Syrian activists say IS has killed 12 captives in PalmyraBEIRUT (AP) ? Syrian activists say the Islamic State group has killed 12 people it held captive in the ancient city of Palmyra by shooting and beheading them.
The Latest: Hotel guest's SMS: 'Help, we're dying of cold'
Davos CEOs 'go local' on supply chain in Trump era
Business leaders in Davos, traditionally the high priests of globalization, are talking up the benefits of local production this week to shield themselves from criticism from incoming U.S. President Donald Trump. Elected on a jobs-focused "America First" platform, Trump has taken to Twitter to rebuke major companies like General Motors, Lockheed Martin and United Technologies, either for making goods in Mexico or for the price of their products. At this week's World Economic Forum (WEF), a gathering of business and political elites in the Swiss Alps synonymous with free markets, company bosses said they were now preparing to adjust to the Trump era.
Kremlin hits out at Obama, says was always ready for nuclear arms cuts
The Kremlin on Thursday disputed a statement by outgoing U.S. President Barack Obama on nuclear arms cuts, saying Russia had always been ready to consider making proportional cuts to its arsenal. Obama said overnight he had told President Vladimir Putin he was ready to proceed with nuclear disarmament, but that Russia didn't want to negotiate. "The Russian side always favored a proportional and fair process of nuclear disarmament," Kremlin spokesman Dmitry Peskov told reporters on a conference call.
Gambia's vice president quits after two decades in role -sources
BANJUL (Reuters) - Gambia's Vice President Isatou Njie Saidy, who has been in the role since 1997, has quit, a government source and a family member told Reuters on Thursday. Saidy is the highest level official to abandon President Yahya Jammeh's camp in his stand-off with opposition leader Adama Barrow, who won an election in December. Abubakar Senghore, Gambia's minister for higher education, has also quit, the sources said. (Reporting by Tim Cocks; Writing by David Lewis; Editing by Louise Ireland)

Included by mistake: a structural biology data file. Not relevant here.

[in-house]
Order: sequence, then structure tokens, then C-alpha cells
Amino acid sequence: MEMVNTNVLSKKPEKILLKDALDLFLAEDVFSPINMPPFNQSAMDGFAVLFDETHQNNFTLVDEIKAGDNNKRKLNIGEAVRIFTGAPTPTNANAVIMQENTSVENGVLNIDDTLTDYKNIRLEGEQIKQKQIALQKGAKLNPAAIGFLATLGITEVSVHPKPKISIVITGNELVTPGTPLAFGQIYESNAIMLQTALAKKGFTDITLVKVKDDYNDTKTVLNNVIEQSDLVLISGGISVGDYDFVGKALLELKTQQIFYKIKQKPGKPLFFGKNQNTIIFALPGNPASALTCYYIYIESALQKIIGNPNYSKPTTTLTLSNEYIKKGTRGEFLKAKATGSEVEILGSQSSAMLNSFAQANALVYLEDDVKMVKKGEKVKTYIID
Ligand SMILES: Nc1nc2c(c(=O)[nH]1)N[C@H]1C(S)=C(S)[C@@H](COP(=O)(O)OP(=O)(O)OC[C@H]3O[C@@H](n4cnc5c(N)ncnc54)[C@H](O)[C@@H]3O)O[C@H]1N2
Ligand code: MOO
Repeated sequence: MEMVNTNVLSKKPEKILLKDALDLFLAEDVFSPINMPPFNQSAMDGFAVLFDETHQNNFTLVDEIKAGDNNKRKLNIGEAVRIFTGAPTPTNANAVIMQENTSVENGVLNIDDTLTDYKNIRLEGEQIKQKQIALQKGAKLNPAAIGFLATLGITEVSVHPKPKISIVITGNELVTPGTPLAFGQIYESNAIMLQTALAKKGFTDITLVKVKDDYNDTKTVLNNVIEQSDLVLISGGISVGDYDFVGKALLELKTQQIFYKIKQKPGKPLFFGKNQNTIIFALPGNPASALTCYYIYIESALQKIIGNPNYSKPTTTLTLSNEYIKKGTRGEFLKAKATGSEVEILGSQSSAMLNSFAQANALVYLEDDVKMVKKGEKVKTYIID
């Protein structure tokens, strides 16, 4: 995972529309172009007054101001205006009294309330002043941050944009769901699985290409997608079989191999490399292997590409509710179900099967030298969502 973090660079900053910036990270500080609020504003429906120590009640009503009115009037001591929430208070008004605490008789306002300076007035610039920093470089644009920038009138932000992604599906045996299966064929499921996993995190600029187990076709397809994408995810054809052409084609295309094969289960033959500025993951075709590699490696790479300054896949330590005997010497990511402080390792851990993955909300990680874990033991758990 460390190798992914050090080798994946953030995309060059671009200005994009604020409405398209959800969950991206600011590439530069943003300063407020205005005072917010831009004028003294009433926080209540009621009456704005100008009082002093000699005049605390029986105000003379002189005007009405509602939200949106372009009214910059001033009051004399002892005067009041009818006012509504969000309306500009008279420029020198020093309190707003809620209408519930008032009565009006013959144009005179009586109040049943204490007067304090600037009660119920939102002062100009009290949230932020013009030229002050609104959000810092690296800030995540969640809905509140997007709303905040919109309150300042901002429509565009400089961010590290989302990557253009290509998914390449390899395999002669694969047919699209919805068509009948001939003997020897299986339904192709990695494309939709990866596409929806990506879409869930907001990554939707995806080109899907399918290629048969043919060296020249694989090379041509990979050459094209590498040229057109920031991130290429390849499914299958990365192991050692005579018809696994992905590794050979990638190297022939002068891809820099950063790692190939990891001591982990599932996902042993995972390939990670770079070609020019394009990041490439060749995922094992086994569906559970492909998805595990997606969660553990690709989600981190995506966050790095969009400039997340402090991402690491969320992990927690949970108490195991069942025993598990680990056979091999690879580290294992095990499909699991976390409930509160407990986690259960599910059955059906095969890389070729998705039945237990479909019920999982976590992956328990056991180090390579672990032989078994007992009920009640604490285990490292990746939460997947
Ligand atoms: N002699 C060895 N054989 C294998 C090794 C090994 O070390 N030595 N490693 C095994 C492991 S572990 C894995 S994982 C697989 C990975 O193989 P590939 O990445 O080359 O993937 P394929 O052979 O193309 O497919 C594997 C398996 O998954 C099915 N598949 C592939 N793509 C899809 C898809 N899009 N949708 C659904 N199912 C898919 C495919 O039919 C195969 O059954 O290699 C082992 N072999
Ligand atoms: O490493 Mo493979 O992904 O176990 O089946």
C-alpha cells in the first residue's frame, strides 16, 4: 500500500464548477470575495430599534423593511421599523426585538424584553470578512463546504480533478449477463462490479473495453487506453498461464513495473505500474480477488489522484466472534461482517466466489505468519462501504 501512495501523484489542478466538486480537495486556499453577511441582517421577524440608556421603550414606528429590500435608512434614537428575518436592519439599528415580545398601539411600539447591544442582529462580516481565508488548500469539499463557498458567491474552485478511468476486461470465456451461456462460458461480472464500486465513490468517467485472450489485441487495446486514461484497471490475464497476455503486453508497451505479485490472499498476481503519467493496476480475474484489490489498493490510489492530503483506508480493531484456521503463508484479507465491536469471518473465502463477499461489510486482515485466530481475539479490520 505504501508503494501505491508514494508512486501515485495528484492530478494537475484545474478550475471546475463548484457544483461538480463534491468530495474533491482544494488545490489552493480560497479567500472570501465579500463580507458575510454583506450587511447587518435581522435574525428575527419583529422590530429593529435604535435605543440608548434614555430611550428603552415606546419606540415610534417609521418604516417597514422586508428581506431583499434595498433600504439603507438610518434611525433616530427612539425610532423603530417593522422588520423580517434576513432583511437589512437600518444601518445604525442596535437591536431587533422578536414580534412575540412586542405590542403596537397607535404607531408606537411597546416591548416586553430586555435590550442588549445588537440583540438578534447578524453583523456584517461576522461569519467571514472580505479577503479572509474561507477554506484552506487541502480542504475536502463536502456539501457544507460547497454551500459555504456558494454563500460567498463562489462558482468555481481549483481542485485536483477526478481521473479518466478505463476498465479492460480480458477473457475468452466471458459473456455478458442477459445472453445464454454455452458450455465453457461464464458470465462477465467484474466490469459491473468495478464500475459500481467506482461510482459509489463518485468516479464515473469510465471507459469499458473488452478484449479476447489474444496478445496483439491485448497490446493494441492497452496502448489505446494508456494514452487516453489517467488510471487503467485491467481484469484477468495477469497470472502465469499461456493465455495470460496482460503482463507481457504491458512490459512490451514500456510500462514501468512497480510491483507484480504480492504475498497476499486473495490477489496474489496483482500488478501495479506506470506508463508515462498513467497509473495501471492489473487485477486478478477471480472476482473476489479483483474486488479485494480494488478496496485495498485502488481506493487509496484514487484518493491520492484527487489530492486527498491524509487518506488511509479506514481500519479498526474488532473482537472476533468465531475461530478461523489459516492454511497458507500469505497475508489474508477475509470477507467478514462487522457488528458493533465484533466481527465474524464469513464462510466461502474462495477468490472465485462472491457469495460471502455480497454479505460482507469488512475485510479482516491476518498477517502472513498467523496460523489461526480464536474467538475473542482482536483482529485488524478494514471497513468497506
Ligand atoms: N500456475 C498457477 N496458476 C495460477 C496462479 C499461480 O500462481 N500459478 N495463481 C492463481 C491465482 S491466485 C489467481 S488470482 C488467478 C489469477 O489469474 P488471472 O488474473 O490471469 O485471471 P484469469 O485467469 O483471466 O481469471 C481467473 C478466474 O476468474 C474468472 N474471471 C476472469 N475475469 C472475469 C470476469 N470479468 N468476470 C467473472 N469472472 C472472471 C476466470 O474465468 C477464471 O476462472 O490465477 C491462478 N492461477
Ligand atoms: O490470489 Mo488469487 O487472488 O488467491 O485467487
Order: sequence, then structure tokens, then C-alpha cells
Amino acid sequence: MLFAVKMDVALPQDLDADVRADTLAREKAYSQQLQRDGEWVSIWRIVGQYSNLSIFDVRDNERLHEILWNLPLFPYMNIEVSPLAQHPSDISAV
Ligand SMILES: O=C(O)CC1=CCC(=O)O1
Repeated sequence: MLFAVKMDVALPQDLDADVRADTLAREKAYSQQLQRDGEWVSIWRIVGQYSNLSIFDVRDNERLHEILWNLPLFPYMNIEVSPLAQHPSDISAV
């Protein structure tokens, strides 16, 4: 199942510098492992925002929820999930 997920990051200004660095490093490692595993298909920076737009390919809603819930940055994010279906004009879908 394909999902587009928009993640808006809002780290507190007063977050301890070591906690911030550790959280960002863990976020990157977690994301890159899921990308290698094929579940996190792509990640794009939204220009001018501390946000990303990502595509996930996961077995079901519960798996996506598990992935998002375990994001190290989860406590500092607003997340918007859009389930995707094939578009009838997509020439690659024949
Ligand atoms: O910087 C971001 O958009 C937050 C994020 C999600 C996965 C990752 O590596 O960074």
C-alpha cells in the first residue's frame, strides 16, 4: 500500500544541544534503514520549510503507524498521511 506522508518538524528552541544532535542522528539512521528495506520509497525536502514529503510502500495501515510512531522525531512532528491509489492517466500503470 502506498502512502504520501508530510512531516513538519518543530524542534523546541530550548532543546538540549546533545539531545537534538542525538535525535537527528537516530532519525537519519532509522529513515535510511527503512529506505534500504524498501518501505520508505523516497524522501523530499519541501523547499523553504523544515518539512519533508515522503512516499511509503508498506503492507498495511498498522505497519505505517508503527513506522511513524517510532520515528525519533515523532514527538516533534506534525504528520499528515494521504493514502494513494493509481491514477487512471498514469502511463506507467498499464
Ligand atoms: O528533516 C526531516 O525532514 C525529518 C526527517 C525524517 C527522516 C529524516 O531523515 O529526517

Andy's ankle, Federer's biggest test highlight Friday action
MELBOURNE, Australia (AP) ? One big question ahead of the start of the third round Friday at the Australian Open is the state of Andy Murray's injured right ankle. And nearly as important, how Roger Federer will perform in his first major test ? against Tomas Berdych ? since returning from a six-month injury layoff.
Ex-VW CEO Winterkorn testifies to German parliament inquiry
BERLIN (AP) ? Former Volkswagen CEO Martin Winterkorn is testifying before a German parliamentary inquiry in his first public appearance since he resigned in the wake of the company's diesel emissions scandal.
Youth wing of Burundi's ruling party accused of killingsKAMPALA, Uganda (AP) ? Members of the youth league of Burundi's ruling party have beaten, tortured and killed scores of people across the country in recent months, according to Human Rights Watch.
Struggling hedge funds still expense bonuses, bar tabs
Investors are starting to sour on the idea of reimbursing hedge funds for multi-million dollar trader bonuses, lavish marketing dinners and trophy office space. Powerful firms such as Citadel LLC and Millennium Management LLC charge clients for such costs through so-called "pass-through" fees, which can include everything from a new hire's deferred compensation to travel to high-end technology. Clients of shops that made money, including Paloma Partners and Hutchin Hill Capital LP, were left with returns of less than 5 percent partly because of a draining combination of pass-through and performance fees.
Gambia president-elect plans inauguration in SenegalDAKAR, Senegal (AP) ? Gambia's president-elect says he will be sworn in to office Thursday at the Gambian embassy in neighboring Senegal, as his country's political crisis continues.